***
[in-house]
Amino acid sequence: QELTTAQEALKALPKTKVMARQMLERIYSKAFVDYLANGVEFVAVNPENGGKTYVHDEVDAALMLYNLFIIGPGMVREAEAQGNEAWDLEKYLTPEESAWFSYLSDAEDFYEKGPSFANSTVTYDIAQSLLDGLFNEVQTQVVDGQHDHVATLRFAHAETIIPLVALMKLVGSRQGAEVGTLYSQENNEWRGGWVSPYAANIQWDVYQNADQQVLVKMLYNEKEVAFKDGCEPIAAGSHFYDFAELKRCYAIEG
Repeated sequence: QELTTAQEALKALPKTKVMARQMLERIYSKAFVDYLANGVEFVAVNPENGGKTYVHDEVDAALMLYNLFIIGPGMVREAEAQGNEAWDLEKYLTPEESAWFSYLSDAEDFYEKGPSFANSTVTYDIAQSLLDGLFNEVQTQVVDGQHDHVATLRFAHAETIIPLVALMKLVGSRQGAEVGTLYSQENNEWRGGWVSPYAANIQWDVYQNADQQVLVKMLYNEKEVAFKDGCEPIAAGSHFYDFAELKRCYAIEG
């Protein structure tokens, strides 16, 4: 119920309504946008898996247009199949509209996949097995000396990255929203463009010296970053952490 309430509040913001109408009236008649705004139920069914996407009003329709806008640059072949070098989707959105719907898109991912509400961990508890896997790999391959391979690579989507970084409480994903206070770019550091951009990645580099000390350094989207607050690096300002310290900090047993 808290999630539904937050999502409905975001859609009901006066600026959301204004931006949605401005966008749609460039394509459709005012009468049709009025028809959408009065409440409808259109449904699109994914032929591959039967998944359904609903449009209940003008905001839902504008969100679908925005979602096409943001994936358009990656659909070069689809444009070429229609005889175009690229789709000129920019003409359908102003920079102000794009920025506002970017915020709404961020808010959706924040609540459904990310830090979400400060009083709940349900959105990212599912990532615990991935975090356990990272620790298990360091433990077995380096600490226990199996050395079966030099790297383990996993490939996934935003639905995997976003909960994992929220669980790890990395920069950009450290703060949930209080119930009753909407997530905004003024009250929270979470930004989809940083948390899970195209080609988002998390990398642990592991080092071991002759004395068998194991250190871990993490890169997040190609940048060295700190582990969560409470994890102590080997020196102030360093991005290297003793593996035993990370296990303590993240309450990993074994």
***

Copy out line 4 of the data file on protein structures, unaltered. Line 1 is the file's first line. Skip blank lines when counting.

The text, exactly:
């Protein structure tokens, strides 16, 4: 119920309504946008898996247009199949509209996949097995000396990255929203463009010296970053952490 309430509040913001109408009236008649705004139920069914996407009003329709806008640059072949070098989707959105719907898109991912509400961990508890896997790999391959391979690579989507970084409480994903206070770019550091951009990645580099000390350094989207607050690096300002310290900090047993 808290999630539904937050999502409905975001859609009901006066600026959301204004931006949605401005966008749609460039394509459709005012009468049709009025028809959408009065409440409808259109449904699109994914032929591959039967998944359904609903449009209940003008905001839902504008969100679908925005979602096409943001994936358009990656659909070069689809444009070429229609005889175009690229789709000129920019003409359908102003920079102000794009920025506002970017915020709404961020808010959706924040609540459904990310830090979400400060009083709940349900959105990212599912990532615990991935975090356990990272620790298990360091433990077995380096600490226990199996050395079966030099790297383990996993490939996934935003639905995997976003909960994992929220669980790890990395920069950009450290703060949930209080119930009753909407997530905004003024009250929270979470930004989809940083948390899970195209080609988002998390990398642990592991080092071991002759004395068998194991250190871990993490890169997040190609940048060295700190582990969560409470994890102590080997020196102030360093991005290297003793593996035993990370296990303590993240309450990993074994």